The Confusing History of Baseball in Washington, D.C.
A SABR member examines the complex and confusing history of MLB in the nation's capital.
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Did you know…
. . . While MLB has a confusing history in D.C., the Negro Leagues had a similar confusing history, albeit much more successful. The Homestead Grays, originally based just outside Pittsburgh, began playing half their home games at Griffith Stadium in Washington, D.C., in 1940, while the organization was in a stretch of winning 10 of 12 National Negro League pennants, including three Negro League World Series.
Those three World Series titles were in 1943, 1944, and 1948. Games 1 and 3 of 1943 were played in Washington, and the clinching Game 5 of the 1944 Series was played at Griffith. The 1948 Series was played in Kansas City, Birmingham (3), and New Orleans.
The Confusing History of Baseball in Washington, D.C.
By Gary Livacari
“Washington: First in war, first in peace…and last in the American League!” - San Francisco Chronicle columnist Charley Dryden
Before we put the 2023 World Series too far into our rearview mirrors, I thought this might be a good time to recall the history of baseball in the nation’s capital and how the city of Washington is intertwined with this year's World Series champion Texas Rangers, the Minnesota Twins, and even the city of Montreal.
There's understandably a lot of confusion about major league baseball in D.C. Which franchise version are we in now? The second? The third? Were they originally called the Senators or the Nationals? And just how do the Twins, Rangers, and Expos fit in?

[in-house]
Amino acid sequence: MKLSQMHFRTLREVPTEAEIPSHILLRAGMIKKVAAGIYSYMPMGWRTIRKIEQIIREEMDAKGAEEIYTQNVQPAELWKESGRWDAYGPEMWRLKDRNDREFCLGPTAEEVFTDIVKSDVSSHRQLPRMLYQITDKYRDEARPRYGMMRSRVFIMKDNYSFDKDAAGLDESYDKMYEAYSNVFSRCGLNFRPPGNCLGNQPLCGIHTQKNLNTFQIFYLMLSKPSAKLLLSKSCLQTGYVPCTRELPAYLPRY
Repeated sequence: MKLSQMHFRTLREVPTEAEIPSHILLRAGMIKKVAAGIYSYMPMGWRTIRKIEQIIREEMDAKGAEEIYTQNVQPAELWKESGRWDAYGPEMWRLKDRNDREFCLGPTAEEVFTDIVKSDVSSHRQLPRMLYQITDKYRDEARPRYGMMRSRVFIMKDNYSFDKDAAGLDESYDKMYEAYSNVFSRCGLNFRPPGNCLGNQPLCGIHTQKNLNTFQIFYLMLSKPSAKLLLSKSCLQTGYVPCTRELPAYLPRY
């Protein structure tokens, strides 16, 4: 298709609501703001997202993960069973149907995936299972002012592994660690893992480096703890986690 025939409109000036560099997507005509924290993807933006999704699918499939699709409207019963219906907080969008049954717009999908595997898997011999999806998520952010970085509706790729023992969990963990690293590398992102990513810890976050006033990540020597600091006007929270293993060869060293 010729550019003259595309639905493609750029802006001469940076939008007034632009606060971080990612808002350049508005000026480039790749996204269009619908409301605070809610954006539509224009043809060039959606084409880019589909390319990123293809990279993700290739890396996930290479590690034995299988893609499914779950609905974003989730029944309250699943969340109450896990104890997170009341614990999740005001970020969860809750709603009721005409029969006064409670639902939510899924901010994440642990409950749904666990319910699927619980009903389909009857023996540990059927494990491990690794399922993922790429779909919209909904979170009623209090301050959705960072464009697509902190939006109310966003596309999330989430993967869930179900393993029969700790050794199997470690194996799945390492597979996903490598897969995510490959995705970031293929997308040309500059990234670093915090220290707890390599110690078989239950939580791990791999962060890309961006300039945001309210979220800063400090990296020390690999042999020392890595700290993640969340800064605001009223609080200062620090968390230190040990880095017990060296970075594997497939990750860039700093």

Before we start, let's tackle the name: the team was officially known as the Senators from 1901-1904, then the Nationals from 1905-1955, then the Senators again from 1956-1960. But over this time, they were always commonly referred to as the Senators.
Let's start our review of Washington baseball history with the “original” Washington Senators. The National League had abandoned their Washington franchise in 1900, so when the American League declared itself a major league in 1901, they moved the Western League Kansas City Blues to Washington. Newly christened as the "Senators," they became one of the original eight American League teams.
The Senators began their history as a perennially losing team, at times so inept that the above quote by Charley Dryden turned them into a national joke. Then in the early 1910s, things started to change with the arrival of star players like Goose Goslin, Sam Rice, Joe Cronin, Bucky Harris, Heinie Manush, Joe Judge, and one of the game's all-time greats, Walter Johnson. During this period they were one of the league's more successful franchises, but there were no post-season appearances.
The team’s fortunes finally changed in the 1920s as they won American League pennants in 1924 and 1925, and the original Senators' only World Series championship in 1924, defeating the Giants four games to three. It's a classic World Series, always remembered for the Freddie Lindstrom "Pebbles Game" in the decisive Game Seven.
Another pennant followed in 1933 and this time a World Series loss to the Giants. This short-lived success was followed by more years of mediocrity which included six last-place finishes in the 1940s and 1950s.